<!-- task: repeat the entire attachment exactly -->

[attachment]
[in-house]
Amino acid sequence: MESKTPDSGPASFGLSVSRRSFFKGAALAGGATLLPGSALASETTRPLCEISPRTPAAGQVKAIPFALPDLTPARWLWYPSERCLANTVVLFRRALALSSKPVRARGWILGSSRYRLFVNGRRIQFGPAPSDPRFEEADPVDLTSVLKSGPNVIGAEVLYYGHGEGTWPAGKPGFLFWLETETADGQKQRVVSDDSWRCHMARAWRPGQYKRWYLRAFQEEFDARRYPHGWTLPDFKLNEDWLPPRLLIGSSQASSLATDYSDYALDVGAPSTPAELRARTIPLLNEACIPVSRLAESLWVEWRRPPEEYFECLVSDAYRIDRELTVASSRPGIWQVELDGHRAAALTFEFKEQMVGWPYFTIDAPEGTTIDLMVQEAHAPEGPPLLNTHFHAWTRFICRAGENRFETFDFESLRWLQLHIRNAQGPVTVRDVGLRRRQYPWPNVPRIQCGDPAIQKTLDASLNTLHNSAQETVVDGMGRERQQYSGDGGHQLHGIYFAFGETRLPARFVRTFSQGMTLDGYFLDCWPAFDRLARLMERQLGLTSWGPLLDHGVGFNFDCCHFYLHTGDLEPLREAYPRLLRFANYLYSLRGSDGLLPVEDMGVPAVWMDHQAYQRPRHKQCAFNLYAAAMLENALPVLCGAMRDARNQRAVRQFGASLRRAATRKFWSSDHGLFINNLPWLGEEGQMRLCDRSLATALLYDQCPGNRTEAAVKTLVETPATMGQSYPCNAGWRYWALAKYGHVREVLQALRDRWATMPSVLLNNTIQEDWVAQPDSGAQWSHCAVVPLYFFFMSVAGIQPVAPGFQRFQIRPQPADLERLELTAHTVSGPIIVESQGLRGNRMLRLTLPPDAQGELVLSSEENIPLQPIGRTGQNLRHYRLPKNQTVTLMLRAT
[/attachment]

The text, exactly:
[in-house]
Amino acid sequence: MESKTPDSGPASFGLSVSRRSFFKGAALAGGATLLPGSALASETTRPLCEISPRTPAAGQVKAIPFALPDLTPARWLWYPSERCLANTVVLFRRALALSSKPVRARGWILGSSRYRLFVNGRRIQFGPAPSDPRFEEADPVDLTSVLKSGPNVIGAEVLYYGHGEGTWPAGKPGFLFWLETETADGQKQRVVSDDSWRCHMARAWRPGQYKRWYLRAFQEEFDARRYPHGWTLPDFKLNEDWLPPRLLIGSSQASSLATDYSDYALDVGAPSTPAELRARTIPLLNEACIPVSRLAESLWVEWRRPPEEYFECLVSDAYRIDRELTVASSRPGIWQVELDGHRAAALTFEFKEQMVGWPYFTIDAPEGTTIDLMVQEAHAPEGPPLLNTHFHAWTRFICRAGENRFETFDFESLRWLQLHIRNAQGPVTVRDVGLRRRQYPWPNVPRIQCGDPAIQKTLDASLNTLHNSAQETVVDGMGRERQQYSGDGGHQLHGIYFAFGETRLPARFVRTFSQGMTLDGYFLDCWPAFDRLARLMERQLGLTSWGPLLDHGVGFNFDCCHFYLHTGDLEPLREAYPRLLRFANYLYSLRGSDGLLPVEDMGVPAVWMDHQAYQRPRHKQCAFNLYAAAMLENALPVLCGAMRDARNQRAVRQFGASLRRAATRKFWSSDHGLFINNLPWLGEEGQMRLCDRSLATALLYDQCPGNRTEAAVKTLVETPATMGQSYPCNAGWRYWALAKYGHVREVLQALRDRWATMPSVLLNNTIQEDWVAQPDSGAQWSHCAVVPLYFFFMSVAGIQPVAPGFQRFQIRPQPADLERLELTAHTVSGPIIVESQGLRGNRMLRLTLPPDAQGELVLSSEENIPLQPIGRTGQNLRHYRLPKNQTVTLMLRAT